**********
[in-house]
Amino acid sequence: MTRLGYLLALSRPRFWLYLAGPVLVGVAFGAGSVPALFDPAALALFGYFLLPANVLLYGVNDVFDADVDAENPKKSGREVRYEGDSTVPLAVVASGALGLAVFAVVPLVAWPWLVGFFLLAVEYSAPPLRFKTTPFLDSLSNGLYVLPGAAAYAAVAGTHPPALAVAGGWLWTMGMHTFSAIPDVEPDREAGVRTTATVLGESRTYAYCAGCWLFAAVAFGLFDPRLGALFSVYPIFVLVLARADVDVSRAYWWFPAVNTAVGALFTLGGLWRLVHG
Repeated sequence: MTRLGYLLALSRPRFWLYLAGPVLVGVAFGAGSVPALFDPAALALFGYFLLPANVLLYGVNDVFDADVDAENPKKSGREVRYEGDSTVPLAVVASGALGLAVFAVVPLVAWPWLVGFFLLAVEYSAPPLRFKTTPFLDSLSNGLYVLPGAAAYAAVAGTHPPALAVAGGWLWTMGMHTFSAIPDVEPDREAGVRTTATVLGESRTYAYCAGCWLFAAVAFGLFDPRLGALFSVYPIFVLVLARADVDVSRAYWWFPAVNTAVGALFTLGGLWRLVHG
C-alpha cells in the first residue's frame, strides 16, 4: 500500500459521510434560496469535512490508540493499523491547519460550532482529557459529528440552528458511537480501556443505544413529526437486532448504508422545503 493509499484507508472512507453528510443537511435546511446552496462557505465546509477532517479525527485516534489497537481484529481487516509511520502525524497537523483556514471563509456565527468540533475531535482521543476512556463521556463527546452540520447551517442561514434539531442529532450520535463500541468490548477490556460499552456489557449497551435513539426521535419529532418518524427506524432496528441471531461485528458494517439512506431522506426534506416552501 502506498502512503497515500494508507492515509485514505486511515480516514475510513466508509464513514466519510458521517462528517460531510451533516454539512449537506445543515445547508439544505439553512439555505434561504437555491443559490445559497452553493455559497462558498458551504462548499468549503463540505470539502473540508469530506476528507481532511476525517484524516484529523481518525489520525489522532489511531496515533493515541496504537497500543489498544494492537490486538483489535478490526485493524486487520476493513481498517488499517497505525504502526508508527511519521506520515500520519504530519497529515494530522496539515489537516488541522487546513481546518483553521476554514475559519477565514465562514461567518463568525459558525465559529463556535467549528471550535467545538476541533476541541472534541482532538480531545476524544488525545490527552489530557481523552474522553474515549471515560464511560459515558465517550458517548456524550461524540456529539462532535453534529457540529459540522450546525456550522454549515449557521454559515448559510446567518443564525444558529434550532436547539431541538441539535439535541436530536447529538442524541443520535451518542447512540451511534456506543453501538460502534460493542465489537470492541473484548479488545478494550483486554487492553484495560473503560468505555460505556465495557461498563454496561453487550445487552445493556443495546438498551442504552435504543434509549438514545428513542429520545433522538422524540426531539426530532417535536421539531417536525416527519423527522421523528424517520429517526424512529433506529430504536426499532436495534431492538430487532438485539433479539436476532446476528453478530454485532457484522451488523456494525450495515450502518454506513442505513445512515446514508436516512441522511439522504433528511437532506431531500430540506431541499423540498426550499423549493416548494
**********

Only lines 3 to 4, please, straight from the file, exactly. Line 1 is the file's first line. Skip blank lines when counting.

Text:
Repeated sequence: MTRLGYLLALSRPRFWLYLAGPVLVGVAFGAGSVPALFDPAALALFGYFLLPANVLLYGVNDVFDADVDAENPKKSGREVRYEGDSTVPLAVVASGALGLAVFAVVPLVAWPWLVGFFLLAVEYSAPPLRFKTTPFLDSLSNGLYVLPGAAAYAAVAGTHPPALAVAGGWLWTMGMHTFSAIPDVEPDREAGVRTTATVLGESRTYAYCAGCWLFAAVAFGLFDPRLGALFSVYPIFVLVLARADVDVSRAYWWFPAVNTAVGALFTLGGLWRLVHG
C-alpha cells in the first residue's frame, strides 16, 4: 500500500459521510434560496469535512490508540493499523491547519460550532482529557459529528440552528458511537480501556443505544413529526437486532448504508422545503 493509499484507508472512507453528510443537511435546511446552496462557505465546509477532517479525527485516534489497537481484529481487516509511520502525524497537523483556514471563509456565527468540533475531535482521543476512556463521556463527546452540520447551517442561514434539531442529532450520535463500541468490548477490556460499552456489557449497551435513539426521535419529532418518524427506524432496528441471531461485528458494517439512506431522506426534506416552501 502506498502512503497515500494508507492515509485514505486511515480516514475510513466508509464513514466519510458521517462528517460531510451533516454539512449537506445543515445547508439544505439553512439555505434561504437555491443559490445559497452553493455559497462558498458551504462548499468549503463540505470539502473540508469530506476528507481532511476525517484524516484529523481518525489520525489522532489511531496515533493515541496504537497500543489498544494492537490486538483489535478490526485493524486487520476493513481498517488499517497505525504502526508508527511519521506520515500520519504530519497529515494530522496539515489537516488541522487546513481546518483553521476554514475559519477565514465562514461567518463568525459558525465559529463556535467549528471550535467545538476541533476541541472534541482532538480531545476524544488525545490527552489530557481523552474522553474515549471515560464511560459515558465517550458517548456524550461524540456529539462532535453534529457540529459540522450546525456550522454549515449557521454559515448559510446567518443564525444558529434550532436547539431541538441539535439535541436530536447529538442524541443520535451518542447512540451511534456506543453501538460502534460493542465489537470492541473484548479488545478494550483486554487492553484495560473503560468505555460505556465495557461498563454496561453487550445487552445493556443495546438498551442504552435504543434509549438514545428513542429520545433522538422524540426531539426530532417535536421539531417536525416527519423527522421523528424517520429517526424512529433506529430504536426499532436495534431492538430487532438485539433479539436476532446476528453478530454485532457484522451488523456494525450495515450502518454506513442505513445512515446514508436516512441522511439522504433528511437532506431531500430540506431541499423540498426550499423549493416548494